COVID-19 and its impacts’ rapid spread across Asia have exposed the inequality and fragility at the heart of the region’s development, Sango Mahanty writes.
When COVID-19 took hold last year, writer Arundhati Roy wrote that the pandemic is a portal. It has laid bare the social inequalities and fragile dependencies that underpin the neoliberal development project – but in doing so, it provides an opening to rethink established pathways and priorities.
Globalisation and market development have been integral to growth in the region. But these developments have also entrenched inequalities, transformed environments, and raised critical governance challenges.
As UNESCAP’s 2020 economic and social survey of Asia and the Pacific observes, when economic growth comes at the cost of growing inequality and breaching planetary limits, “it is time to ask questions” about development pathways and the future of the region.
Consider some of these trends and challenges facing our region through the findings of a 2021 World Bank study on the social and economic implications of the pandemic. One of its headline findings is that “poverty reduction in East Asia and the Pacific stalled in 2020 for the first time in 20 years”.
Some sectors were worse hit than others, such as manufacturing, construction, and tourism. Employment and income losses have been significant and unequal across the region, amplified by the same mobility and work restrictions that were needed to save lives from COVID-19.
Even in a business-as-usual scenario, Asia can expect worsening inequality along existing axes of disparity such as income, gender, and access to key resources like health, education, and digital technologies. COVID-19 has also worsened existing vulnerabilities to food insecurity and the effects of climate change, often in uncertain ways.
Still, when one door closes, another opens, and opportunities exist for better policy-making in Asia. As the region’s policymakers navigate the social and economic challenges posed by COVID-19, they face an opportunity to engage the multi-dimensional nature of health and wellbeing on a stressed planet in new ways.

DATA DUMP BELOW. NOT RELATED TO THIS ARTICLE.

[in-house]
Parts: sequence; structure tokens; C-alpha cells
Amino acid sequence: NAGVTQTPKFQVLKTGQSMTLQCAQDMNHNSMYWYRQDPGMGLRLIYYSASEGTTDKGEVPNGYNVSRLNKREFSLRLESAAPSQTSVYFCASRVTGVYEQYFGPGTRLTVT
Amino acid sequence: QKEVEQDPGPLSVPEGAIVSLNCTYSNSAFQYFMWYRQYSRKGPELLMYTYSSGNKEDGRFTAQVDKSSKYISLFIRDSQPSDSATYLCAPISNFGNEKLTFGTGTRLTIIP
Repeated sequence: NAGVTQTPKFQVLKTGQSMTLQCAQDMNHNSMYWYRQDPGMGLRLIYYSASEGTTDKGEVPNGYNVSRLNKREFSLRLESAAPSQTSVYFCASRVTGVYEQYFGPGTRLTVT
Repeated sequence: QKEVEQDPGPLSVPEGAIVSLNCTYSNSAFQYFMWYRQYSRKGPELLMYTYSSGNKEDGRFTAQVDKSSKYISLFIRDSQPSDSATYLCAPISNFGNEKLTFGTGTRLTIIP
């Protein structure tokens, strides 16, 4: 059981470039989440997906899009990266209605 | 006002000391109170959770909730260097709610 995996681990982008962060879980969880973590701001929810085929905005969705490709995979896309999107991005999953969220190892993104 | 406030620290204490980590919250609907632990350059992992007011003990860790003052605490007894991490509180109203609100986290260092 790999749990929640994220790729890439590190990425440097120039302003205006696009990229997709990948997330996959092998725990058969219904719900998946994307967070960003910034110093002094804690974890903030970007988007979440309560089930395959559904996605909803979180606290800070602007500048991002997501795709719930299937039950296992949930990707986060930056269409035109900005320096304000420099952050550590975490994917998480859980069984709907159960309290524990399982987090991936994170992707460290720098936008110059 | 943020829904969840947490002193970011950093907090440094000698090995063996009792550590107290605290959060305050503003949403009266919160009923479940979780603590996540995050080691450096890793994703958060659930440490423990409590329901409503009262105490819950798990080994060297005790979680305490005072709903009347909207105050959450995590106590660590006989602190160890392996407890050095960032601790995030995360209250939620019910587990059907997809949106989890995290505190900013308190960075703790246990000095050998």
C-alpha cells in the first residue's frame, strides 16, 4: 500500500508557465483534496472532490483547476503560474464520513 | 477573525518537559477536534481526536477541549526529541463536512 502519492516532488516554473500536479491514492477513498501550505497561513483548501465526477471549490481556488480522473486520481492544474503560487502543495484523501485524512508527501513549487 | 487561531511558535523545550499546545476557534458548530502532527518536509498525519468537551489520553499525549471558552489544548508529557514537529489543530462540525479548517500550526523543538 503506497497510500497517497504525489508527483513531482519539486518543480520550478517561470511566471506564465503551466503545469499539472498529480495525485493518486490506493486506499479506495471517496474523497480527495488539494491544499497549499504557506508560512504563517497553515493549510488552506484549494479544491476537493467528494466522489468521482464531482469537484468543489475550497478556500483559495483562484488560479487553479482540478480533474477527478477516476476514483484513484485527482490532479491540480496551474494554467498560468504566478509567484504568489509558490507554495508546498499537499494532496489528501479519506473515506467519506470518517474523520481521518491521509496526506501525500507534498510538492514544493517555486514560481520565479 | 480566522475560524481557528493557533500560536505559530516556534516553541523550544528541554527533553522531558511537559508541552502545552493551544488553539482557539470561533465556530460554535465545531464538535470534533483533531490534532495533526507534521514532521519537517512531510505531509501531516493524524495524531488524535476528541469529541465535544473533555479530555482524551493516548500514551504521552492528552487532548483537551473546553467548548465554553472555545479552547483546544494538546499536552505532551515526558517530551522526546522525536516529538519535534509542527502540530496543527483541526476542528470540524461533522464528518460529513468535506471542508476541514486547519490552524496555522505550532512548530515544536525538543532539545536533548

This would mean moving beyond narrow economic frames to integrate and address seemingly disparate areas, such as food systems, urbanisation, human security, environmental sustainability and wellbeing, and others. Some of these challenges are global in scope and must be addressed at many levels, but if they are approached in an integrated way, policymakers do stand a chance.
Asia and the Pacific are where The Australian National University’s history and networks run deepest. That’s why this year, in the 75th Anniversary of the university, Policy Forum is zooming in on the future of the region with this In Focus: Developing Asia section – focusing on the future of the region’s least developed and lower middle income countries.
Walking through the portal opened by the COVID-19 pandemic is not optional. Yet, missteps could increase poverty and heighten risks for vulnerable populations. Policymakers and academics need to review and sometimes to rethink development approaches as the region begins to chart its way out of the pandemic.
As part of this, Policy Forum has asked contributors to broadly consider, in the countries where they work, ‘where to from here?’. Moving past the simple headlines, they will press into the most pressing developmental challenges and policy concerns the region’s developing countries face and show that and some of the biggest gains could be made in the corners of Asia too often ignored in policy debate.
As always, we hope you find the discussion valuable, and we invite you to join in the conversation.
This article is part of Policy Forum’s In Focus: Developing Asia section, which brings you analysis from experts on the policy challenges facing its least developed members.